Sorry about the mangled toot earlier!

I just figured out how to send any note I make in my Shaarli instance to my Mastodon and Twitter feeds. Awesome! Now I can keep my content on my own site, but still share it with silos like Twitter.

A reproducible workflow Ok, so [this video]( is a few years old, but it does not have anywhere near the views it deserves. It's never too late to do reproducible science! (Video 1m 44s)

> Reproducible science not only reduce errors, but speeds up the process of re-running your analysis and auto-generate updated documents with the results.

Modern programming languages offer quantity analysis neatly integrated into the data analysis pipeline.
My latest blog post shows you how to get up and running (in R, primarily) from your Windows 10 desktop using WSL Linux.

@kidwellj I second the RStudio server suggestion by @wj.
Regarding performance, I run several Rstudio server instances each in their own KVM virtual machine on an Ubuntu server with a Xeon E3-1275 CPU and 32GB RAM and for a single user (me) performance has been a non-issue. My guess is Docker uses even less overhead than KVM. But I strongly suggest RStudio server over RStudio desktop. I've a (slightly outdated) write-up of setting up such a system on my blog.

I'm pleased to release my R package for converting between different reference electrode scales (SHE, silver-silver chloride, mercury chloride and more). Package on Github and write-up on my blog. Check it out! Any and all feedback very welcome (toot, open an issue, or comment on my site using 🙂

In honour of , I finally organised some old code of mine into an R package. Please welcome `periodicdata` to the world
It's mainly concerned with collecting and organising the properties of the elements, but also takes a dab at plotting them.
(It's probably most useful if you already use R and ggplot2, but feel free to try it out in any case).

The "International Year of the Periodic Table" is well under way, and it feels like something new is posted daily. It's great fun!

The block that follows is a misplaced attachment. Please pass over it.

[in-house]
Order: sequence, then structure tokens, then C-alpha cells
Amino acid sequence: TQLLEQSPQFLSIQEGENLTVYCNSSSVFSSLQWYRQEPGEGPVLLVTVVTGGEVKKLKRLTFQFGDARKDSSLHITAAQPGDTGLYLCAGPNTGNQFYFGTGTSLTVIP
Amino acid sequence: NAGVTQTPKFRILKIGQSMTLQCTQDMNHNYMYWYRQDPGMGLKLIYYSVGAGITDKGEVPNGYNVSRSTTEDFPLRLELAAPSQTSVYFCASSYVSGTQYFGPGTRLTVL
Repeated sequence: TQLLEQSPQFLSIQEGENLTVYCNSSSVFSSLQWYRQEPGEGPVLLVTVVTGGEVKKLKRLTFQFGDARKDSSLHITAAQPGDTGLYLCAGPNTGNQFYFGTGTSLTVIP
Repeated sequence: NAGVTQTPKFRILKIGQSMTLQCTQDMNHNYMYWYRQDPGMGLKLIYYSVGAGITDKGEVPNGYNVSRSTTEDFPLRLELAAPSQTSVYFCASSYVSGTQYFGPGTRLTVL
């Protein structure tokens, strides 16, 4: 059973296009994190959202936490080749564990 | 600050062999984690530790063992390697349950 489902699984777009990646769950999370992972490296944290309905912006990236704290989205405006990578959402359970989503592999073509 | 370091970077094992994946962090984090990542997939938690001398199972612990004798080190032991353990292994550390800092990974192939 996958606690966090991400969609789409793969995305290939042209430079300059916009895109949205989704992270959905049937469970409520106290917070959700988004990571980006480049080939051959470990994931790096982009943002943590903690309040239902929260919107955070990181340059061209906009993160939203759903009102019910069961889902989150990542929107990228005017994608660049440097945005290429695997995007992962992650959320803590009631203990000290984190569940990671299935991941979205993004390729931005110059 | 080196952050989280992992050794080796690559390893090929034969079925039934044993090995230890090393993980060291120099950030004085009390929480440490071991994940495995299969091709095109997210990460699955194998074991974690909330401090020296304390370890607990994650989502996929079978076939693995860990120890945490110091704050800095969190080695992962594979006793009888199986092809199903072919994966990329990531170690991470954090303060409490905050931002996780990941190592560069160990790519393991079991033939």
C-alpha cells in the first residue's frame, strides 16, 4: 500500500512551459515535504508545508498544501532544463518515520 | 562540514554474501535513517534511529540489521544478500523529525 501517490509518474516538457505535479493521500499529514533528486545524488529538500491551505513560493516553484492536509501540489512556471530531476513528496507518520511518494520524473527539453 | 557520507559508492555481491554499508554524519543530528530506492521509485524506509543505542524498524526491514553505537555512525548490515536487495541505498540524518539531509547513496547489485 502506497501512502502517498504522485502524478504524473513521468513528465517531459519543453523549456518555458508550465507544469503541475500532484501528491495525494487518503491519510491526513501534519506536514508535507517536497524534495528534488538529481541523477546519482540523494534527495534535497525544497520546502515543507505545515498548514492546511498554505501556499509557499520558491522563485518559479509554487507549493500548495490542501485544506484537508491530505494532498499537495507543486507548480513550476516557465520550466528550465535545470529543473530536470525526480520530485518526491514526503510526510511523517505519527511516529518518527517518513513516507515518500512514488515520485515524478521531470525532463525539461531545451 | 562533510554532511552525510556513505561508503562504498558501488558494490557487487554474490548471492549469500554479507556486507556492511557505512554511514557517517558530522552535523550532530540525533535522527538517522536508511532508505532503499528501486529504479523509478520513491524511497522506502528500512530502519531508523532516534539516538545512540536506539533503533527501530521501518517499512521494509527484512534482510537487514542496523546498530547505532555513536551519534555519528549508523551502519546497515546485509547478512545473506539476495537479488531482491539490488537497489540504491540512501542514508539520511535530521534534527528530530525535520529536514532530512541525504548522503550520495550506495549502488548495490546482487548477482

This "visual history" by Science magazine does a good job of visualising the many shapes the table has taken so far.
(The animations didn't work properly in Firefox ESR, but Chromium seems to handle them fine).

@arjen @dantheclamman Correct, and they even encrypt the database created by the "Backup" function. Only way around it is to maintain a v1.18 install somewhere (I have it on my Win10 virtual machine, pinned to that version using Chocolatey) or maybe this very complicated approach (not mine):

Quit using Mendeley people!

They started encrypting your database so you cannot easily move it over to other tools any more.


That link also helps you saving your data before it's too late.

(Elsevier are a bunch of crooks, blocking interoperability one-way and not the other. Almost as bad as Google blocking uBlock for your safety...)

@Canageek I feel you. I haven't used it in that manner myself. But I think it should work between two local folders. Although I've been googling it right now without much success :-(

@Canageek May I suggest unison? It really shines for two-way sync between computers, but it can handle two local roots as well. FOSS, of course. Please add me to Chemistry.

@drb Hi! I did not have any issues. Pandoc was the Markdown engine that Jekyll used, and jekyll-scholar just took hand of the references and such.
I'm writing in the past tense because I've since switched the site to Hugo :-) Very much faster site rebuild time, and only slightly less flexible but I expect that to improve as Hugo matures.

@mskblackbelt @invaderxan @GIMcGrew Well, that's great news. I read the FAQ and the Terms, and it seems they are still setting up a governance board for it, but preprints will be published using a CC-BY licence (author's choice), and the preprint service will allow data mining via API (not completely finalised yet). The preprints will even support rudimentary version tracking. This doesn't sound too bad. We should help spread the word!

@invaderxan Yep, ACS is also a driving force behind the legal process against Scihub. They are definitely not an example of scholarship in chemistry for the future.
Creating a working preprint server for chemistry should be the easy part, but uptake among chemists is the tricky bit, I reckon.

Unpaywall is a handy little open source project, available to use as a browser extension, which makes it easier to find open access copies of journal papers.

I just thought I'd share this here for those who may need it. I find it very useful!

I recently learned about hematene. It's a 2D material similar to graphene, and made in the same way, except instead of carbon it's made from α-Fe2O3 (hematite). It also looks like it has excellent potential as a photocatalyst.

Makes me wonder what other 2D materials we might have yet to discover.

(Balan et al, 2018)

@invaderxan Yeah, that could very well be contributing. This absence is problematic, and ACS (of all orgs) actually launched a chemistry preprint server in late 2016, but I've never heard of it since. In my opinion, a preprint server would be very useful, but some org with open access credibility should probably operate it.

Interesting study by Wikimedia Foundation into the availability of Wikipedia's references across different subjects. Sad to see that Chemistry ranks very low, with a high percentage of pay-walled references.
Should also link to the twitter thread:

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